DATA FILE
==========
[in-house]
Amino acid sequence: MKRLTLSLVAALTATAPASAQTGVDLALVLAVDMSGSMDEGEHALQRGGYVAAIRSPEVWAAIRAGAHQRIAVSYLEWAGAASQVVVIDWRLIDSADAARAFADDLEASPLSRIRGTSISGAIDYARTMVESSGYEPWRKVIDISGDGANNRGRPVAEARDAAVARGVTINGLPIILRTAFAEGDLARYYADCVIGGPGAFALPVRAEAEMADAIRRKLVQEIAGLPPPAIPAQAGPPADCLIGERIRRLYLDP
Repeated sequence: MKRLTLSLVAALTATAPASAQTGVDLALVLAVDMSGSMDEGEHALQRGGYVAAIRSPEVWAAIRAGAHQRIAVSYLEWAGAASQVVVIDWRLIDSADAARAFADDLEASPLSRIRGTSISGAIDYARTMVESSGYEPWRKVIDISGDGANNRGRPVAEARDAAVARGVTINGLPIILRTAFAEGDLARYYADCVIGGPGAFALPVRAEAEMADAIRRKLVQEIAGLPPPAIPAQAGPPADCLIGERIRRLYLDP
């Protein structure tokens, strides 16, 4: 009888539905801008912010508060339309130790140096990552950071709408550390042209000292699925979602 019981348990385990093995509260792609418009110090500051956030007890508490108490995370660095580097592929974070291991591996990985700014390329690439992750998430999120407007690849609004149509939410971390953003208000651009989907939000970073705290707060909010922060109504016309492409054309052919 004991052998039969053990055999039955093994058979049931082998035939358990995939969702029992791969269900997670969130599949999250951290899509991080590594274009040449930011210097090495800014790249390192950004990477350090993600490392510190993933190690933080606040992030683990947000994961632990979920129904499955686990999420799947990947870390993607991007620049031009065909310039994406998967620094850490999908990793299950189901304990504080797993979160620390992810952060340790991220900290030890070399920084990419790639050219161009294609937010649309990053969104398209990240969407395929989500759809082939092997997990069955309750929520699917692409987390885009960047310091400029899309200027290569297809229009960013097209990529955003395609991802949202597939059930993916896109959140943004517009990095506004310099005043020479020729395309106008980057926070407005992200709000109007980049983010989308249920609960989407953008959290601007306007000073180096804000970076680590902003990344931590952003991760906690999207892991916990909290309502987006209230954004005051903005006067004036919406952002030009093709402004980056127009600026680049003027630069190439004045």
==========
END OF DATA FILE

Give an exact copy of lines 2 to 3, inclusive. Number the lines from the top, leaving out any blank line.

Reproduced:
Amino acid sequence: MKRLTLSLVAALTATAPASAQTGVDLALVLAVDMSGSMDEGEHALQRGGYVAAIRSPEVWAAIRAGAHQRIAVSYLEWAGAASQVVVIDWRLIDSADAARAFADDLEASPLSRIRGTSISGAIDYARTMVESSGYEPWRKVIDISGDGANNRGRPVAEARDAAVARGVTINGLPIILRTAFAEGDLARYYADCVIGGPGAFALPVRAEAEMADAIRRKLVQEIAGLPPPAIPAQAGPPADCLIGERIRRLYLDP
Repeated sequence: MKRLTLSLVAALTATAPASAQTGVDLALVLAVDMSGSMDEGEHALQRGGYVAAIRSPEVWAAIRAGAHQRIAVSYLEWAGAASQVVVIDWRLIDSADAARAFADDLEASPLSRIRGTSISGAIDYARTMVESSGYEPWRKVIDISGDGANNRGRPVAEARDAAVARGVTINGLPIILRTAFAEGDLARYYADCVIGGPGAFALPVRAEAEMADAIRRKLVQEIAGLPPPAIPAQAGPPADCLIGERIRRLYLDP